(a) Facts: A woman lived with a man in California. The couple was not married. The man had a child by a prior relationship, and the child had two minor children. The man was, therefore, the children’s biological grandfather.
The mother of the two children signed a guardianship agreement giving temporary custody of the children to the man (the children’s biological grandfather) and the woman. She did this because she did not believe she was capable of caring for the children. The agreement was valid from July 16, 2013, to July 16, 2014. The children returned briefly to the mother in September of 2013; she concluded that she was still not ready to care for them, and she returned them to the man and woman.
The children returned to the mother on August 18, 2014. In October of 2014, one of the children, MLS, returned to the custody of the man and woman because he was having behavioral problems at school that his mother could not handle. No formal extension of the guardianship agreement was signed.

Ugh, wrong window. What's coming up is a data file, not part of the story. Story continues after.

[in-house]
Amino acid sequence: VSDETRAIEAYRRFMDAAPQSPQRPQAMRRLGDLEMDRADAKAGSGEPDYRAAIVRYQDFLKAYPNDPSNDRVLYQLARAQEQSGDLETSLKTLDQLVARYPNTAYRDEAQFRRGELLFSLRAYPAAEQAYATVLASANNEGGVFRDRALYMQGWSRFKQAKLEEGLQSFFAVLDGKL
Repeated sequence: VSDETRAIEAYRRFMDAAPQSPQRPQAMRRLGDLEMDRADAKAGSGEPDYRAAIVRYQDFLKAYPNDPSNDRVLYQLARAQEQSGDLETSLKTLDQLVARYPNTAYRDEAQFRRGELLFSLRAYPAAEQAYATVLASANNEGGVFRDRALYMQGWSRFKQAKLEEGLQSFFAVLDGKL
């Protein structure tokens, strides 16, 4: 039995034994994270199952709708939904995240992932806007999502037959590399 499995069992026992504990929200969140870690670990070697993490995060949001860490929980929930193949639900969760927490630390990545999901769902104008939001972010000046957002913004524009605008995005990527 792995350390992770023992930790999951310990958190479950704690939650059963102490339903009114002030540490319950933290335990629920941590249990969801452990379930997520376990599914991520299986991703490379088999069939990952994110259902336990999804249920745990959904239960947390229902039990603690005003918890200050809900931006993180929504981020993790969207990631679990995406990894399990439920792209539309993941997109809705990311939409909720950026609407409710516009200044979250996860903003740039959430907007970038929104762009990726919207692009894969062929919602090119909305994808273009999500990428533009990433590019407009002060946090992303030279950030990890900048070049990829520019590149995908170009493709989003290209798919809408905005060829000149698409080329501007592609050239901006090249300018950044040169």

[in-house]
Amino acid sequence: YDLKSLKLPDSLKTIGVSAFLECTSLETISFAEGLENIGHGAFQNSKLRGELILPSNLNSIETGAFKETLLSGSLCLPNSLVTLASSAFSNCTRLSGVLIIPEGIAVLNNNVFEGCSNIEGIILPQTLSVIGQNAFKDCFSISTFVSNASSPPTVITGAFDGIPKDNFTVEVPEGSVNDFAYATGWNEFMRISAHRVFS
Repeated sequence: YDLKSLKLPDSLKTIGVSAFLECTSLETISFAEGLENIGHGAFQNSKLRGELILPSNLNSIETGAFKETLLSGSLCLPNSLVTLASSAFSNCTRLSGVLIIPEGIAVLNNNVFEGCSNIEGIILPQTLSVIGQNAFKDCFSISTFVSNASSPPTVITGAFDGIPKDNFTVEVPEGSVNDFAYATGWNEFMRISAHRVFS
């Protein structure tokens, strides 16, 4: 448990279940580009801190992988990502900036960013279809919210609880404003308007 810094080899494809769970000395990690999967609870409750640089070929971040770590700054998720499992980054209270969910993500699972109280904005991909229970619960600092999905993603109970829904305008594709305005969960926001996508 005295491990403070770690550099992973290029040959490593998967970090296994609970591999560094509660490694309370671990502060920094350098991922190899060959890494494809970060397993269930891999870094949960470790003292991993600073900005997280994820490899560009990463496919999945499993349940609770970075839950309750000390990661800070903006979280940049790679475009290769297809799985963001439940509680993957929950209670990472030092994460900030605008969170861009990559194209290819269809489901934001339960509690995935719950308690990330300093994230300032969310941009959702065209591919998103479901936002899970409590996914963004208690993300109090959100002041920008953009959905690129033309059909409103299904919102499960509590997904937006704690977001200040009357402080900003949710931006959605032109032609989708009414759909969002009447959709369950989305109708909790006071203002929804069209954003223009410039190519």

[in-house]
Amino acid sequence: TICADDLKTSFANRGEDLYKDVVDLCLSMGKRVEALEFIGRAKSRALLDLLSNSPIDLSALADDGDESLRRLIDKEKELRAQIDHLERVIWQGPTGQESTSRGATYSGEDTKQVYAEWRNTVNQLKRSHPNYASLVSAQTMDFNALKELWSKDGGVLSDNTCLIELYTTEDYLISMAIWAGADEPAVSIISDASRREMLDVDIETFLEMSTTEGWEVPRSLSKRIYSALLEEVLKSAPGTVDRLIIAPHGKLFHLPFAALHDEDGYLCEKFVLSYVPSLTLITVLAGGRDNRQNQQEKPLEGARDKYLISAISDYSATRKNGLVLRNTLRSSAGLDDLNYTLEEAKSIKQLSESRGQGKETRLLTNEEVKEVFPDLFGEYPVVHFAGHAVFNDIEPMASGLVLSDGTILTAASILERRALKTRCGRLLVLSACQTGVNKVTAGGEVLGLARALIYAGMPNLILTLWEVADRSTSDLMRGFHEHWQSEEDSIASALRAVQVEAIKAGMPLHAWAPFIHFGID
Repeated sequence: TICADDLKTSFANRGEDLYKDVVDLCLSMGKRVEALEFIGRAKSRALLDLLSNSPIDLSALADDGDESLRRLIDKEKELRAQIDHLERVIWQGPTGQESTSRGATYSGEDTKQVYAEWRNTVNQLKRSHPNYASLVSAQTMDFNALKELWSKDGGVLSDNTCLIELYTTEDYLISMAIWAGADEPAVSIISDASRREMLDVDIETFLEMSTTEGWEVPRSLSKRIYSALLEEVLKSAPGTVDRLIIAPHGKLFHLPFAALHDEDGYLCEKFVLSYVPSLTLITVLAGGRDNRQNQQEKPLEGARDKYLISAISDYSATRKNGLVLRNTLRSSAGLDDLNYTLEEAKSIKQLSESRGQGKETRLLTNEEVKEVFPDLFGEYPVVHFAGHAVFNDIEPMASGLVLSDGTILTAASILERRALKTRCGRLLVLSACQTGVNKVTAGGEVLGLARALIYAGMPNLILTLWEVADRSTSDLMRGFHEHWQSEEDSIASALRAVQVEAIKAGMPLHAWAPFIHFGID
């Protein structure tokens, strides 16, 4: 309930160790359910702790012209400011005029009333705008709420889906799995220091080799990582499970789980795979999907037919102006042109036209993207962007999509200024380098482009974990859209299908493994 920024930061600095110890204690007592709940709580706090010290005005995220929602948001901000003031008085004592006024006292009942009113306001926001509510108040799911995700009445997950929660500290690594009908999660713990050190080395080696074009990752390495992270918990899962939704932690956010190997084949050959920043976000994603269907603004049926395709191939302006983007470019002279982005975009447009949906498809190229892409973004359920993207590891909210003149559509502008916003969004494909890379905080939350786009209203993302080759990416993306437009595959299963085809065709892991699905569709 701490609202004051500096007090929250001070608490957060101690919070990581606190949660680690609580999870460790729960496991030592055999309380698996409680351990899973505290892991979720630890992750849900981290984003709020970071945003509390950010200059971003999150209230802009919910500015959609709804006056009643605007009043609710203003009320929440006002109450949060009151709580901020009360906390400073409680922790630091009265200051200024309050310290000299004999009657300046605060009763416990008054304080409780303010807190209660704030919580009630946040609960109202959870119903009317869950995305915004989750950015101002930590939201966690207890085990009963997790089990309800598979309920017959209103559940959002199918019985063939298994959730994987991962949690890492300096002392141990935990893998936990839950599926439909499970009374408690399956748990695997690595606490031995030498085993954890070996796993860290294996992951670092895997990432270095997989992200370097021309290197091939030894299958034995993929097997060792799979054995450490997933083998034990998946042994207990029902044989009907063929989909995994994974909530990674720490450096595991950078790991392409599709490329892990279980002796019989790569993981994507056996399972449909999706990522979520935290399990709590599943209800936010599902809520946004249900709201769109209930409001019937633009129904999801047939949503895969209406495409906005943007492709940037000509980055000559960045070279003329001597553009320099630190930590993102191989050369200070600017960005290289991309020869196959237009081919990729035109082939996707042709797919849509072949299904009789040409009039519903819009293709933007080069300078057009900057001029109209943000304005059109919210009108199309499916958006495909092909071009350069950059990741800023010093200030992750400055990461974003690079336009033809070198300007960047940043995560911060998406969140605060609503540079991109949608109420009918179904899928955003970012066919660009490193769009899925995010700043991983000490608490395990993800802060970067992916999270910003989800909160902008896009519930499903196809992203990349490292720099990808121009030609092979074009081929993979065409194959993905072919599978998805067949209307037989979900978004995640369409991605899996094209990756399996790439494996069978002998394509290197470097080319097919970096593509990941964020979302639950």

Legal custody of the children remained with the mother during the entire period at issue. No court ever issued a temporary or permanent custody order; no abuse and neglect action was ever filed; all changes in de facto custody were made by private agreement.
On her 2014 federal tax return, the woman claimed a dependency exemption for each of the two children. The IRS disallowed the deduction, and the woman sought relief in the Tax Court.
(b) Issue: Was the woman entitled to claim the dependency exemption?
(c) Answer to Issue: No.
(d) Summary of Rationale: The exemption is available only for a “qualifying child.” To be a “qualifying child,” the dependent must first be a “child.” A “child” is defined as either “a son, daughter, stepson, or stepdaughter of the taxpayer,” or “an eligible foster child of the taxpayer.” I.R.C. § 152(f)(1)(A).